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Swartzbaugh v. Encompass: Maryland High Court Uninsured Motorist Opinion

Most people - actually most lawyers - don't understand insurance. This is not a commentary on intelligence.  Insurance has just become increasingly complicated.  The complexity causes lawsuits and forces courts to deal with the confusion. As a case-in-point, the Maryland Court of Appeals (the highest court in Maryland) recently decided Swartzbaugh v. Encompass. This decision involves the question of which family member has the authority to waive certain types of automobile insurance known as "enhanced uninsured motorist coverage."

What is Uninsured Motorist Coverage?

First, a quick primer on insurance. If you drive a car or have family members who drive a car, please read this section. It is important, and it might compel you to change your insurance coverage. In Maryland, automobile policies come with a type of coverage known as uninsured/underinsured (UM/UIM). This is insurance designed to protect a car's driver and occupants in two automobile accident scenarios:

  1. a negligent driver has too little insurance coverage to pay for injuries caused by the collision
  2. a negligent driver is completely uninsured or cannot be located (hit-and-run or "phantom driver")

Basically, this insurance protects you from the bad insurance decisions made by all the other drivers in the world. If another driver has no insurance or too little insurance and causes an accident with you, your insurance company is supposed to step in and take care of you. In Maryland, all insured vehicles must have at least $30,000/$60,000 in uninsured and underinsured motorist coverage (that means a maximum $30,000 per person in an accident, with an absolute limit of $60,000 to be paid for the entire accident). However, you can choose to have more anything more than those minimums are called "enhanced uninsured/underinsured motorist benefits." In our opinion, you should have more. We recommend that you get as much as you can afford it doesn't amount to much more in your premium per year. A $250,000/$500,000 won't cost you much more (it's even better to get $500,000/$1,000,000).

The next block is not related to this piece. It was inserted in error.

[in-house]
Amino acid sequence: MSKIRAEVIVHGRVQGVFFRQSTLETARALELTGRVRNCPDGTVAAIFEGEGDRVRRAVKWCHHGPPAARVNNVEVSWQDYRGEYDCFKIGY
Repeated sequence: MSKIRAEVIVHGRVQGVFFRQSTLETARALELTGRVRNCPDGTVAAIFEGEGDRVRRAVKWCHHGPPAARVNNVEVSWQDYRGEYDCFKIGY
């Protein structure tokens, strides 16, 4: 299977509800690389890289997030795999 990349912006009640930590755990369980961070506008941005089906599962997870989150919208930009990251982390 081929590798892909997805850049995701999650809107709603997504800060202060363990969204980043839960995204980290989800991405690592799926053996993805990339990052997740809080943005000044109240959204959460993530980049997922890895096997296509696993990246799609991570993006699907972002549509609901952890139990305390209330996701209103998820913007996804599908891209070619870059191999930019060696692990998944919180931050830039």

The Facts of the Swartzbaugh Case

In Swartzbaugh, there are three relevant people: Mom, Dad, and Daughter. Mom handled all of the family's insurance. She took care of obtaining and signing for the automobile insurance policy. She told her insurance agent that she wanted only the minimum amount of UM/UIM, and she signed a form to that effect (at the time she signed, the minimums were $20,000/$40,000). Had she not signed the waiver, she would have been entitled to $250,000/$500,000 in UM/UIM benefits. Ten years after signing that form (called a waiver), Daughter was in a significant car accident. The other driver's insurance company paid their limits, which was not enough to take care of the costs of Daughter's injuries. The Swartzbaugh family then went after their insurance company, trying to get underinsured motorist coverage benefits. A lawsuit was filed in Carroll County by Frank Murer, a Baltimore lawyer. Frank is an excellent advocate and a friend of Miller & Zois. Encompass was represented by McCarthy Wilson, LLP, a quality insurance defense firm that does a lot of work for Allstate - which owns Encompass - and Erie Insurance. This was a fair fight.